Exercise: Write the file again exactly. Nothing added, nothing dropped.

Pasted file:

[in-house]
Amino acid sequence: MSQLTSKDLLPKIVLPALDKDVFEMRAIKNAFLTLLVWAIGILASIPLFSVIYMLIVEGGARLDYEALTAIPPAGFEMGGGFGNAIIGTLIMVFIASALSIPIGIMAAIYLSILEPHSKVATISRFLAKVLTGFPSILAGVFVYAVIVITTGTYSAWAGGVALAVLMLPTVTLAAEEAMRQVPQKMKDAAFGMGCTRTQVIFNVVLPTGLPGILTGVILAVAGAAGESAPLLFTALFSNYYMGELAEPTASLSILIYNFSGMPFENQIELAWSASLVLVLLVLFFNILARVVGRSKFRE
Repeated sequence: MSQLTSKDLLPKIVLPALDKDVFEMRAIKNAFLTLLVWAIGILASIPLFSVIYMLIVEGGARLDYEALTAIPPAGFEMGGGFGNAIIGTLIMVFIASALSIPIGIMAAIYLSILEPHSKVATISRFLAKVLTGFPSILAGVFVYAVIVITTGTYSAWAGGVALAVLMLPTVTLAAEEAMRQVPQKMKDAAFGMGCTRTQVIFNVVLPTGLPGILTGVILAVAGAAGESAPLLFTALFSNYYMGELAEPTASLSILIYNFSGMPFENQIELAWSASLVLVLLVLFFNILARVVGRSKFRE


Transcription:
[in-house]
Amino acid sequence: MSQLTSKDLLPKIVLPALDKDVFEMRAIKNAFLTLLVWAIGILASIPLFSVIYMLIVEGGARLDYEALTAIPPAGFEMGGGFGNAIIGTLIMVFIASALSIPIGIMAAIYLSILEPHSKVATISRFLAKVLTGFPSILAGVFVYAVIVITTGTYSAWAGGVALAVLMLPTVTLAAEEAMRQVPQKMKDAAFGMGCTRTQVIFNVVLPTGLPGILTGVILAVAGAAGESAPLLFTALFSNYYMGELAEPTASLSILIYNFSGMPFENQIELAWSASLVLVLLVLFFNILARVVGRSKFRE
Repeated sequence: MSQLTSKDLLPKIVLPALDKDVFEMRAIKNAFLTLLVWAIGILASIPLFSVIYMLIVEGGARLDYEALTAIPPAGFEMGGGFGNAIIGTLIMVFIASALSIPIGIMAAIYLSILEPHSKVATISRFLAKVLTGFPSILAGVFVYAVIVITTGTYSAWAGGVALAVLMLPTVTLAAEEAMRQVPQKMKDAAFGMGCTRTQVIFNVVLPTGLPGILTGVILAVAGAAGESAPLLFTALFSNYYMGELAEPTASLSILIYNFSGMPFENQIELAWSASLVLVLLVLFFNILARVVGRSKFRE